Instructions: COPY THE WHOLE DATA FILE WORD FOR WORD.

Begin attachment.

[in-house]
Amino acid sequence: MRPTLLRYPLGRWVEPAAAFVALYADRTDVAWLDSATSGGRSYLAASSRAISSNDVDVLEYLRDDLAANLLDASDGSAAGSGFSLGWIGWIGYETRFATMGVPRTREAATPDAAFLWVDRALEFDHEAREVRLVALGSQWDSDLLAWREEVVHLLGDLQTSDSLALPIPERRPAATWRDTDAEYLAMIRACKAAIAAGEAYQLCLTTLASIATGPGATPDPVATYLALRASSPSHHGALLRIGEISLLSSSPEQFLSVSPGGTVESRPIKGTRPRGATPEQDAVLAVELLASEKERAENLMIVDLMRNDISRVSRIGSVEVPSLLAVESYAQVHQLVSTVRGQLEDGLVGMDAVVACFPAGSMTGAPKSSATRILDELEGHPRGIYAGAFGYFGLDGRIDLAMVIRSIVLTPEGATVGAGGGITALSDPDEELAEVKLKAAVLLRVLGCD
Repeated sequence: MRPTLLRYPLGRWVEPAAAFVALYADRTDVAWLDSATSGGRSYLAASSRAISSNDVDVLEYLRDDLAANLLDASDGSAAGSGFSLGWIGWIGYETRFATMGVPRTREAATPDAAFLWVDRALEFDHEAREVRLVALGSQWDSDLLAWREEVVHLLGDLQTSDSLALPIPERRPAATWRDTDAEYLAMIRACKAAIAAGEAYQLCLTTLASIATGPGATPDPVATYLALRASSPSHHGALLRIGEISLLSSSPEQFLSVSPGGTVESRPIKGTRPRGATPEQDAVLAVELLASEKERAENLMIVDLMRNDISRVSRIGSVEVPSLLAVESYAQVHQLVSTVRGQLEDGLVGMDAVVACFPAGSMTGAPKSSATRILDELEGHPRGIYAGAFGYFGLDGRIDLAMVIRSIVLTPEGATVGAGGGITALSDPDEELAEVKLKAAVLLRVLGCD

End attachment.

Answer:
[in-house]
Amino acid sequence: MRPTLLRYPLGRWVEPAAAFVALYADRTDVAWLDSATSGGRSYLAASSRAISSNDVDVLEYLRDDLAANLLDASDGSAAGSGFSLGWIGWIGYETRFATMGVPRTREAATPDAAFLWVDRALEFDHEAREVRLVALGSQWDSDLLAWREEVVHLLGDLQTSDSLALPIPERRPAATWRDTDAEYLAMIRACKAAIAAGEAYQLCLTTLASIATGPGATPDPVATYLALRASSPSHHGALLRIGEISLLSSSPEQFLSVSPGGTVESRPIKGTRPRGATPEQDAVLAVELLASEKERAENLMIVDLMRNDISRVSRIGSVEVPSLLAVESYAQVHQLVSTVRGQLEDGLVGMDAVVACFPAGSMTGAPKSSATRILDELEGHPRGIYAGAFGYFGLDGRIDLAMVIRSIVLTPEGATVGAGGGITALSDPDEELAEVKLKAAVLLRVLGCD
Repeated sequence: MRPTLLRYPLGRWVEPAAAFVALYADRTDVAWLDSATSGGRSYLAASSRAISSNDVDVLEYLRDDLAANLLDASDGSAAGSGFSLGWIGWIGYETRFATMGVPRTREAATPDAAFLWVDRALEFDHEAREVRLVALGSQWDSDLLAWREEVVHLLGDLQTSDSLALPIPERRPAATWRDTDAEYLAMIRACKAAIAAGEAYQLCLTTLASIATGPGATPDPVATYLALRASSPSHHGALLRIGEISLLSSSPEQFLSVSPGGTVESRPIKGTRPRGATPEQDAVLAVELLASEKERAENLMIVDLMRNDISRVSRIGSVEVPSLLAVESYAQVHQLVSTVRGQLEDGLVGMDAVVACFPAGSMTGAPKSSATRILDELEGHPRGIYAGAFGYFGLDGRIDLAMVIRSIVLTPEGATVGAGGGITALSDPDEELAEVKLKAAVLLRVLGCD